Palliative trigger index

Based on the study results, the top ten medications with a high Palliative trigger index are shown in Table 1. They included antibiotics such as cefepime, vancomycin, ceftazidime, antifungal agents, opioids, furosemide, albumin, and amiodarone. The rank of word frequency in the early integration group and the differences between the two groups are also included.

Table 1 Word frequency table and the Palliative trigger index (PTI)

Network analysis

Figure 4 shows the network analysis of the medications in the early integration group. Words with a frequency of fewer than three times were excluded. The top four co-occurrences in the early integration group were micafungin and voriconazole (co-correlation = 0.75), furosemide and albumin (co-correlation = 0.718), lidocaine and alprazolam (co-correlation = 0.667), and linezolid and alprazolam (co-correlation = 0.667).

Fig. 4
figure 4

Network analysis of drugs of the early integration group. The size of each dot indicates the frequency of each medical term. The lines indicate at least a moderate co-occurrence (co-correlation ≥ 0.5). For visualization, if the co-occurrence was stronger, the line was thicker, and the blue color was deeper

Figure 5 shows the network analysis of the medications in the late referral group. Words with a frequency of fewer than two times were removed. The top three co-occurrences in the late referral group were piperacillin and penicillin (co-correlation = 0.843); bevacizumab and capecitabine (co-correlation = 0.816); scopolamine and hydrocortisone (co-correlation = 0.775); and hydroxychloroquine and rituximab (co-correlation = 0.75).

Fig. 5
figure 5

Network analysis of drugs of the late referral group. The size of each dot indicates the frequency of each medical term. The lines indicate at least a moderate co-occurrence (co-correlation ≥ 0.5). For visualization, if the co-occurrence was stronger, the line was drawn thicker and the blue color deeper

Discussion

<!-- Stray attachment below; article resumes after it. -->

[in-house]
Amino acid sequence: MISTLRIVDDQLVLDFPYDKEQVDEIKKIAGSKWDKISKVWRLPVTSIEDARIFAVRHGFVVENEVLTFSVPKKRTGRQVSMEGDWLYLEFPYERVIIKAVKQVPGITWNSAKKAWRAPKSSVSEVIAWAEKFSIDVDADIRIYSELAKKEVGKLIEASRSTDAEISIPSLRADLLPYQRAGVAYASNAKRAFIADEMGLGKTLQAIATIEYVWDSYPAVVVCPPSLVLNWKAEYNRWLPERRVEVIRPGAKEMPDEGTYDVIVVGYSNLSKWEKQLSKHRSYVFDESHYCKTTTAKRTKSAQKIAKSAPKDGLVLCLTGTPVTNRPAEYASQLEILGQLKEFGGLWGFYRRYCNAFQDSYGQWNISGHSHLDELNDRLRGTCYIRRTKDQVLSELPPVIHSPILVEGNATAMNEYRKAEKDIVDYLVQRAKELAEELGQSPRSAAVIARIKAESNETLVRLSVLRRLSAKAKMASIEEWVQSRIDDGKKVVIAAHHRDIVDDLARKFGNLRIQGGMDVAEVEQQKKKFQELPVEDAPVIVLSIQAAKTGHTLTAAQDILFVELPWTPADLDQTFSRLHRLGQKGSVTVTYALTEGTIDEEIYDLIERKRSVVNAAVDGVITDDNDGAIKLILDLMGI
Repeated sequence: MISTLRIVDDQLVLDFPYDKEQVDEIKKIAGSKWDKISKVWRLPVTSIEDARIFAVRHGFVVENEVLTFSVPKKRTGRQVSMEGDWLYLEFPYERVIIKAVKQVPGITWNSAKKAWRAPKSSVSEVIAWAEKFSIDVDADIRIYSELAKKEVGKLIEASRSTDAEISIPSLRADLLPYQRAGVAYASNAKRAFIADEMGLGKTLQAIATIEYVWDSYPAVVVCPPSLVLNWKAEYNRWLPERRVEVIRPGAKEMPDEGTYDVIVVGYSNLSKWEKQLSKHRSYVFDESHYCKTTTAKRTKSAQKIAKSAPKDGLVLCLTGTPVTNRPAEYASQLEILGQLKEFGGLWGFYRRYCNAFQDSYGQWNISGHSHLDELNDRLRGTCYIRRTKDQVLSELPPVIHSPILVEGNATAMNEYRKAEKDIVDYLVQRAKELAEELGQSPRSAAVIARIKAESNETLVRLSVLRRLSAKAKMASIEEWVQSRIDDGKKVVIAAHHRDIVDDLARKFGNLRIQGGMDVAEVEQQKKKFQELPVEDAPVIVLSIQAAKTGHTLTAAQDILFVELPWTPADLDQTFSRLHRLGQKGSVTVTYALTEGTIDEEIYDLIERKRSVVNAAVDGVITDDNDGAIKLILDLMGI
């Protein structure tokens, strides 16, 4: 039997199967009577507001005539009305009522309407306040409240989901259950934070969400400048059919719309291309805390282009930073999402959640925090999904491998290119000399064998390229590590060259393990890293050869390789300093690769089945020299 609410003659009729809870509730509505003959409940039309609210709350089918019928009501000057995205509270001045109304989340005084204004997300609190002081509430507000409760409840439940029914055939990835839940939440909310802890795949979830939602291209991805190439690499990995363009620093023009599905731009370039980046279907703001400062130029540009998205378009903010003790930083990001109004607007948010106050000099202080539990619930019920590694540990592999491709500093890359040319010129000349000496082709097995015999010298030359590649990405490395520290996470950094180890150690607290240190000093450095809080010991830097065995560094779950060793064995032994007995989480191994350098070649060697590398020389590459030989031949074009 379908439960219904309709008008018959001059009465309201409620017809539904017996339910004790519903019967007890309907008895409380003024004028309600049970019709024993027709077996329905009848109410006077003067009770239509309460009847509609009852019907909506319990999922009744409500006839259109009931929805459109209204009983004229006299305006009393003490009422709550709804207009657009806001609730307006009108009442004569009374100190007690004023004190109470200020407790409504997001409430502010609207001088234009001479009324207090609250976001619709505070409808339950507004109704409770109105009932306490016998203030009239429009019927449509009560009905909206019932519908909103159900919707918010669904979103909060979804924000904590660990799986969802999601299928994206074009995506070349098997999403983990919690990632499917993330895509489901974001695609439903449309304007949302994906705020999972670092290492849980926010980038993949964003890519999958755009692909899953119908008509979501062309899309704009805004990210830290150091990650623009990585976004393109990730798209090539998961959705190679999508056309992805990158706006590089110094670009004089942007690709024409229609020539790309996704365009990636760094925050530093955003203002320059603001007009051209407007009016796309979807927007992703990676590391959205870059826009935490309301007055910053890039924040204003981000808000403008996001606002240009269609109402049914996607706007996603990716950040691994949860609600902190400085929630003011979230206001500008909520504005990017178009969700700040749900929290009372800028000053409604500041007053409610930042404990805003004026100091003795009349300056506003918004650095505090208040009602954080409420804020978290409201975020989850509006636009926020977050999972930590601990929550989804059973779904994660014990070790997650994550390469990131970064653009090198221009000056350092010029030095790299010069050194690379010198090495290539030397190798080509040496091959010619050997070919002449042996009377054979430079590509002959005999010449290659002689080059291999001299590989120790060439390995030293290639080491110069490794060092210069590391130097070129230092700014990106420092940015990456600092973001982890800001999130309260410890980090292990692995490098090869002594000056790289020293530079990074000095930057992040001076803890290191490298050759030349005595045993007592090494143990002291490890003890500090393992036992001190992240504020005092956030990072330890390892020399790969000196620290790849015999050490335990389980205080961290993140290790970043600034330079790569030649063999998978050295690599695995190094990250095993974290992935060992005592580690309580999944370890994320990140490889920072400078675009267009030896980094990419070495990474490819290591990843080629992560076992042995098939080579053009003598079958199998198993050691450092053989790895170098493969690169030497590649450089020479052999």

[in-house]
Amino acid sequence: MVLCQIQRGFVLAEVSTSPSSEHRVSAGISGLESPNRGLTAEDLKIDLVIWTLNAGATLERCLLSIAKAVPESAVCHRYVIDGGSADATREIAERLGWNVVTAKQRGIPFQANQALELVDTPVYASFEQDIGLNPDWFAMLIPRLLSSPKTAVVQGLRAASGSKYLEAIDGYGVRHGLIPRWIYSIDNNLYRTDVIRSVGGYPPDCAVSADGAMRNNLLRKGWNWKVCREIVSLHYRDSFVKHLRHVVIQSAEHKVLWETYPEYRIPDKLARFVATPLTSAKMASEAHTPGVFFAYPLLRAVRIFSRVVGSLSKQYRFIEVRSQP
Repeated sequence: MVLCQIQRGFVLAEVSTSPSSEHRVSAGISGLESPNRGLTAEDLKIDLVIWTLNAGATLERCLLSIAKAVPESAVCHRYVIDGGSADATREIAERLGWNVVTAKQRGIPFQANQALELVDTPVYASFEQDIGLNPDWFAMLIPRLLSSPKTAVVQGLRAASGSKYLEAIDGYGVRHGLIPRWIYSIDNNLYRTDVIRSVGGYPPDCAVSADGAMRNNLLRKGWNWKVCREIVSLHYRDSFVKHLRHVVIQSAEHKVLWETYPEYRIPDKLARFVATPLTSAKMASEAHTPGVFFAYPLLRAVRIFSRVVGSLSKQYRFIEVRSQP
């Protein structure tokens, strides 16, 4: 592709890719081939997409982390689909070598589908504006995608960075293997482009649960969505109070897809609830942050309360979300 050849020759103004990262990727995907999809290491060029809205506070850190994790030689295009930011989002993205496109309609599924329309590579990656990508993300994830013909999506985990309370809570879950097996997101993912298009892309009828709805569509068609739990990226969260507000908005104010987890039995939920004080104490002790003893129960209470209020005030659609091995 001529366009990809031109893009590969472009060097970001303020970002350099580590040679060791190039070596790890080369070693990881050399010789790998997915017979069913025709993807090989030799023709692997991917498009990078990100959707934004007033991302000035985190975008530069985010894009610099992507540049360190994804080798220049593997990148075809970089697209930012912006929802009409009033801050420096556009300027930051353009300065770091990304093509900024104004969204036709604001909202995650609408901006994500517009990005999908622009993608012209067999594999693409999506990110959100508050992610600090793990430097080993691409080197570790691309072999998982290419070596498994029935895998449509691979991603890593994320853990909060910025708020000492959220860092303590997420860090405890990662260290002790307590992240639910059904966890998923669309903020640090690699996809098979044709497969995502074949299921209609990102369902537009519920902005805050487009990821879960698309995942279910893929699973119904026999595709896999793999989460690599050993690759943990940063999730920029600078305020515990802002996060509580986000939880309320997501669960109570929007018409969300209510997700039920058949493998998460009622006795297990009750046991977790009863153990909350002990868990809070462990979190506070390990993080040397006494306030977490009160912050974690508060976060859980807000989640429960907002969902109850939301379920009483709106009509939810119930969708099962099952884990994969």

The present study employed novel methods, including NLP and network analysis, to help physicians provide timely palliative care for patients withdrawing from life-sustaining treatments. The study results suggest that broad-spectrum antibiotics, antifungal agents, diuretics, albumin, and opioids are associated with early palliative consultation. Patients and families who withdraw life-sustaining treatments experience physical, emotional, and psychological challenges. Proper and timely palliative care referrals can help establish treatment goals, improve symptom control, and provide psychological support to patients and their families. However, in current clinical practice, most patients receive palliative care extremely late in the end-of-life stage.

Although early palliative care has gradually gained acceptance, the widespread integration of palliative care with standard medical treatment remains insufficient [19]. Therefore, the early recognition of patients’ palliative needs and possible triggers is important for achieving positive healthcare outcomes. Previous studies have reported that palliative triggers, such as advanced or life-limiting diseases, as well as characteristics of hospitalization, are associated with higher resource utilization and negative outcomes [20]. The medication-related palliative triggers identified by the NLP and network analysis in this study can be applied to computer triage systems in the future.